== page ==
the writer is a lonely hunter

writing by Gail Aldwin and other Dorset writers

The FABULOUS wider writing community

It was Nina Killham who first recommended I read The Deep End of the Ocean by Jacquelyn Mitchard. This is the debut work by a novelists who has gone on to write ten further books for adults plus others for the young adults and the children’s markets. As a first novel, The Deep End of the Ocean gained much attention and acclaim and was the first title chosen for Oprah’s Book Club in 1996. It is a powerful novel, full of suspense as the protagonist, mother to a missing boy, struggles to come to terms with what’s happened. It’s a very moving story that teaches about resilience and compassion in circumstances that are a nightmare to every parent.

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As there are parallels between my novel The String Games and Jacquelyn’s work (in terms of a focus on a lost child) I decided to get in touch with Jacquelyn through the contact page of her website. Imagine my surprise when minutes later a reply from this best-selling author popped into my inbox. Jacquelyn kindly agreed to  read my novel with a view to offering an endorsement. Although delighted with this response, I did feel rather impertinent even asking. As a child, my Grandma frequently used the reprimand ‘askers don’t get’ whenever me or my siblings became demanding. But if my Grandpa was within earshot he’d pipe up ‘don’t ask – don’t want’. This memory of my grandparents convinces me there is no harm in asking.

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The FABULOUS wider writing community

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Credit: Grafik Mekanik, Flickr

My novel The String Games will be published by Victorina Press in May 2019. It is a psychological drama that focuses on the legacy of loss for the protagonist when her four-year-old brother is abducted and murdered during a family holiday in France. The cover is being designed by Fiona Zechmeister and it is exciting to be part of the process from initial ideas to the final product. One of my roles has been to secure endorsements for the novel to support with marketing and promoting the book. From a study of novels which use child characters and child protagonists, I drew up a list of authors to approach. For my blogs each week this December, I will focus on the authors who have kindly offered their support.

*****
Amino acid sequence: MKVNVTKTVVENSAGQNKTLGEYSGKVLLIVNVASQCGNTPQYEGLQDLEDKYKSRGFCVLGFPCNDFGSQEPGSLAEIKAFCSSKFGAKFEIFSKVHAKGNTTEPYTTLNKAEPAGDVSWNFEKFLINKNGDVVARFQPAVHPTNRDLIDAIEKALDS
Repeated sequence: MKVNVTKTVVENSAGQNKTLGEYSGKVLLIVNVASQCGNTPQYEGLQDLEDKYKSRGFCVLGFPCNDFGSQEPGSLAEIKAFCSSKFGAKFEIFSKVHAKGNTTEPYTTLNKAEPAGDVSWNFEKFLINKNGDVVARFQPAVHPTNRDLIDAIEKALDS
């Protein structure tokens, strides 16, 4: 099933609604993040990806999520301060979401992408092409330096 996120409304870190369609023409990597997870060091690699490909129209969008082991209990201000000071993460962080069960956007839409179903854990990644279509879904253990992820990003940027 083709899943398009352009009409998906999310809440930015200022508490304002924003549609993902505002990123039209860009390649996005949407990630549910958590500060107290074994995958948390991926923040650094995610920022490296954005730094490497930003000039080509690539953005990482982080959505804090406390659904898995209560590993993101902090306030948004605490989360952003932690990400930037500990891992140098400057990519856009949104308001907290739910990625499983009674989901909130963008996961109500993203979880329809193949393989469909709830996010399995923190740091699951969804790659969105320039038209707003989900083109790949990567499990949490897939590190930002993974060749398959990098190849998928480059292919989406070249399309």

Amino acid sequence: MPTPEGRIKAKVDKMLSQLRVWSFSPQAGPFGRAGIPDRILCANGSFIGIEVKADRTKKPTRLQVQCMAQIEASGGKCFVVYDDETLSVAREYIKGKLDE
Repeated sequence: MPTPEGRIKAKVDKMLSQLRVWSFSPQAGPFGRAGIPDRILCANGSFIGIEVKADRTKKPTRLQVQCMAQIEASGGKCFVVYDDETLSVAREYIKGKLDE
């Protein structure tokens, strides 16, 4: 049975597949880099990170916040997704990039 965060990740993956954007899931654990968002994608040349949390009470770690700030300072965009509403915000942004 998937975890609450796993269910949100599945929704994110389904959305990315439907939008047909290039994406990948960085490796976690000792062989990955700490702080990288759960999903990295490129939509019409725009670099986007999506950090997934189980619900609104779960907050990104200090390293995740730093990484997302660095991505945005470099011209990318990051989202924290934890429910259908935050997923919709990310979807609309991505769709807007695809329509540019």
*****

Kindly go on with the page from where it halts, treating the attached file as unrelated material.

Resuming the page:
Nina Killham came back to me quickly with a positive response to my request. Nina is the author of three novels including Believe Me which is a wonderful book with a thirteen-year-old narrator called Nic. It is a funny and moving story about a boy who challenges his mother, an astrophysicist and atheist, by turning to the Bible for ways to understand contemporary life.

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I was first in touch with Nina a few years ago when she offer to give feedback on the first three chapters of a novel and the synopsis as a donation to the Authors for Refugees charity auction. I was lucky to win the lot and benefitted greatly from Nina’s feedback. We stayed in touch and she recommended several further novels for me to read so that I could learn how published authors develop stories around child characters. It was at Nina’s suggestion that I read Out Stealing Horses by Per Petterson. This is a great book that considers the lifelong repercussions from the accidental death of a child.

Without further ado, please let me unveil Nina’s full endorsement of The String Games:

Gail Aldwin excels at creating characters you care about. The String Games, her story of a child lost on a holiday to France, avoids melodrama and leaves the reader hoping the best for her characters as they move beyond the last page.

I’d like to thank Nina for her support, encouragement and of course, that lovely endorsement.

If you can’t wait until May to read my novel, you could always dip into my short fiction collection Paisley Shirt which is available from Waterstones in Dorchester and Bridport, The Bookshop in Bridport, Gullivers in Wimborne and Serendip in Lyme Regis.

 

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Blog Tour: F J Morris, This Is (Not About) David Bowie

I was delighted to meet F J Morris in Bristol where she shared one of her fabulous stories with an attentive audience. I’d seen Freya’s name on many competition announcements for winners and attached to stories in quality journals, so it was a real treat to attend the reading. She is a great supporter of flash fiction and assisted the organisers of the first flash fiction festival in 2017. Now, I’m thrilled she has agreed to join me on The Writer is a Lonely Hunter, to celebrate the launch of her debut collection of flash fiction. With the intriguing title This Is (Not About) David Bowie, the imaginatively presented collection contains thought-provoking stories that gave me the chance to take another look at modern life, and rethink a thing or two. Shrinking Giants was one of my favourite pieces, full of poignancy yet with an ending that gives hope.

 

Thank you for joining me, Freya and congratulations on your new publication. Here are the questions I’ve posed which I think will be of interest to readers and writers.

Do you write with your audience in mind? Who is your ideal reader?

My ideal reader is one that is living. I was going to say a human being, but to be honest, I’m not even that fussed what they identify as. I grew up in an old mining town on the outskirts of Bristol where my mum grew up. People didn’t really read. And so I’ve been asking myself a lot of big questions about fiction and why we should bother. Why should people read?